The Transformers Movie You Forgot Judd Nelson Starred In - Exclusive

You might remember Judd Nelson from his days as the fresh-faced "Brat Pack" bad-boy, palling around with the likes of Rob Lowe, Emilio Estevez, and Ally Sheedy. Or maybe you caught him as a villain in the Lifetime thriller Girl in the Basement. Surely you remember the classic hits as well, The Breakfast Club, St. Elmo's Fire — both in 1985 — and later cult classics like New Jack City. All that being said, there's more than meets the eye with this actor. The same year Nelson found fame, he also did some little-known voice work for The Transformers:The Movie animated film, which was released in 1986. 

Nelson was a wet behind the ears 26-year-old when he went into the booth to transform into "Hot Rod/Rodimus Prime," helping lay the groundwork for a film franchise that endures to this day. But for someone else on that project, it would be their last: the legendary Orson Welles, who wrote and directed what has long been considered one of the greatest films in history, Citizen Kane

Yes, that Welles, of War of the Worlds. Welles, who first found fame on the radio, did his last bit of voice work on this animated film about yet another group of aliens come to earth to do battle. However, almost as soon as the immortal movie icon finished his lines for The Transformers, the star was found dead in his Hollywood home, per the Los Angeles Times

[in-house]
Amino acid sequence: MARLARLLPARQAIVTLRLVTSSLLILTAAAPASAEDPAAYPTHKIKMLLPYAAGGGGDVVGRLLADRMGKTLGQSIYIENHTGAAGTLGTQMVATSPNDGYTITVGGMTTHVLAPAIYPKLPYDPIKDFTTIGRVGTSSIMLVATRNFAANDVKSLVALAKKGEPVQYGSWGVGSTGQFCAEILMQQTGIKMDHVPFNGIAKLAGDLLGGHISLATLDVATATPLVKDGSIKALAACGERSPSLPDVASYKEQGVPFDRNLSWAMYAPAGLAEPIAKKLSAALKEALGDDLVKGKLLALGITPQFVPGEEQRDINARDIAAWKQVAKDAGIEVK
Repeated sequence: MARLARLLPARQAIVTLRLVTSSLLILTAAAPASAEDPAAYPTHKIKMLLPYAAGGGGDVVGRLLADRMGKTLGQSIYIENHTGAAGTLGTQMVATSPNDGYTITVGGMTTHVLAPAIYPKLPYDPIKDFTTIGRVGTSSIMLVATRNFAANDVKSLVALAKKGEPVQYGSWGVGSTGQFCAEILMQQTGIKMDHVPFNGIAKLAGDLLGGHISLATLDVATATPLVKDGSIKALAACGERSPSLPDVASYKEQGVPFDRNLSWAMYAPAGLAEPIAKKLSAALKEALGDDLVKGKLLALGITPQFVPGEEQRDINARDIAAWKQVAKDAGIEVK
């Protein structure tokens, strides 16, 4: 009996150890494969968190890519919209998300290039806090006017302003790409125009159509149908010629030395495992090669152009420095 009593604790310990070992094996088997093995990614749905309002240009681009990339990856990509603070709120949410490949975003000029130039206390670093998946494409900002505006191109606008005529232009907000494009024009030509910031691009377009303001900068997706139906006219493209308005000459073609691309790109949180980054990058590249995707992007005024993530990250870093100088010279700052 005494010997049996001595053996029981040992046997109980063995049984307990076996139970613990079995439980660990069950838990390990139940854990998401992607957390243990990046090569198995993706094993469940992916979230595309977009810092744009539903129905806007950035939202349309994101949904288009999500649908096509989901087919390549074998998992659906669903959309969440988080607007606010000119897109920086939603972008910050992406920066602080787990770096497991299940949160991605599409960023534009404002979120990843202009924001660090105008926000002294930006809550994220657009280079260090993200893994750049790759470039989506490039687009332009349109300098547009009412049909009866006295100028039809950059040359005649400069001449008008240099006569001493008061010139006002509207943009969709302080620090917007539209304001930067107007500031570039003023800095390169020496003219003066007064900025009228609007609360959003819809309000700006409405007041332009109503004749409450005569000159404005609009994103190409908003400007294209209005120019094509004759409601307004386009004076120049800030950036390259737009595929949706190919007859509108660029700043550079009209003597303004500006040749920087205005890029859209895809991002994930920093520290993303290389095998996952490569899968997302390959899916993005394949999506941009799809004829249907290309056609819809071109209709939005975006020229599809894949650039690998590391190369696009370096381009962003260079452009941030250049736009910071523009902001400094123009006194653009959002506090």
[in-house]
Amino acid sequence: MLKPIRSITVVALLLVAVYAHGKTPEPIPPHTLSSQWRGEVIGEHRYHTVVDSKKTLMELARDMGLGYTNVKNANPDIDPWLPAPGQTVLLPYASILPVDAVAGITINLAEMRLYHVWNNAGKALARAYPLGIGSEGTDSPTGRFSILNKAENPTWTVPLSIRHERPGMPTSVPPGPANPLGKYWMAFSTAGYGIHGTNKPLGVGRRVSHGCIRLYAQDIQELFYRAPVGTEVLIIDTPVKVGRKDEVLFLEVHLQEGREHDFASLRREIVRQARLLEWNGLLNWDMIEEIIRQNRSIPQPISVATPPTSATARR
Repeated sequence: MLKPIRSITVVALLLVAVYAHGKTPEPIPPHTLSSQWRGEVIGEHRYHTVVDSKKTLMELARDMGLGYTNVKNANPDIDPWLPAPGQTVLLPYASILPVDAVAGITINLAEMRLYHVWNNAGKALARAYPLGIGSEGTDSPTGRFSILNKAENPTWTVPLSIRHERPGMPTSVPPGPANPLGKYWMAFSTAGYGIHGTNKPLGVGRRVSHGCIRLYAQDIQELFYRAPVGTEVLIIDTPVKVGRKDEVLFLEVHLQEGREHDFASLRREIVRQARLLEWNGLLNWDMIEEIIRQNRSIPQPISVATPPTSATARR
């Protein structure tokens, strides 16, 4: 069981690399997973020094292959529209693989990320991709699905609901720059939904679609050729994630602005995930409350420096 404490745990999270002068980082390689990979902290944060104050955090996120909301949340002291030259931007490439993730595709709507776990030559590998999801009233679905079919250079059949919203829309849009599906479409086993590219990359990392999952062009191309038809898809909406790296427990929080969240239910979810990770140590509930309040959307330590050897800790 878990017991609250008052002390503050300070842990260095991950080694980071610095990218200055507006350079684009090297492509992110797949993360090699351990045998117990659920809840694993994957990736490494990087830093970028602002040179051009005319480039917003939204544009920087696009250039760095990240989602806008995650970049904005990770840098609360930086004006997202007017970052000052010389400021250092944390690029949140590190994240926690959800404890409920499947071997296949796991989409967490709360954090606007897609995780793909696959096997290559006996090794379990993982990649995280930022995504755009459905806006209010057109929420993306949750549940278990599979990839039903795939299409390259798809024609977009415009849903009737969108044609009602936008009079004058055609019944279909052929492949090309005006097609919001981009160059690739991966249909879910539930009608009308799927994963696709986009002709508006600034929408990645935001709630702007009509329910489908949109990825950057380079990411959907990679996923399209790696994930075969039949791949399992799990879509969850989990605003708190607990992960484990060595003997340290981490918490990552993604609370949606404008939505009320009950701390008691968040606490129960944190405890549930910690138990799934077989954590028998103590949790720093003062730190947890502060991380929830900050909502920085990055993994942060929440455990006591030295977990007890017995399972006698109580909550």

Nelson sat down with Nicki Swift to reflect on this interesting bit of Hollywood trivia.

Orson Welles and Judd Nelson's 'Transformers' movie connection

Judd Nelson appreciates the change of pace in animated films, as it tends to take pressure off actors. "It's really fun because you're working with very talented people. You don't have to go through hair and makeup and wardrobe. You just sit there, however you are," the star said of later work on Family Guy

When the "Brat Packer" originally heard the legendary Orson Welles was signed on for The Transformers: The Movie, he used his new fame and got onboard. "I heard Orson Welles was doing it and I go, 'I want to get in this movie any way [I can],'" he told Nicki Swift." But it didn't go as Nelson hoped. Nelson's Transformers co-star was perhaps less enthused. By 1985, Hollywood had frustrated Welles. The legendary auteur's projects languished and self-financing had brought him to ruin. That same year he "died alone and broke," per The Guardian

For Welles, the Transformers role might have been a simple necessity. "Welles worked alone," Nelson told Nicki Swift, explaining that the legend showed up before the rest of the cast and immediately began giving directions, allegedly saying something along the lines of, "I'll give you three readings on every line and we'll move on to the next line." 

This was no passion project for an icon in his last role, and Nelson never got to share a booth with his hero. It was two Hollywood ships passing in the night, in more ways than one. Of the missed opportunity, Nelson told us, "I would have loved to have met him."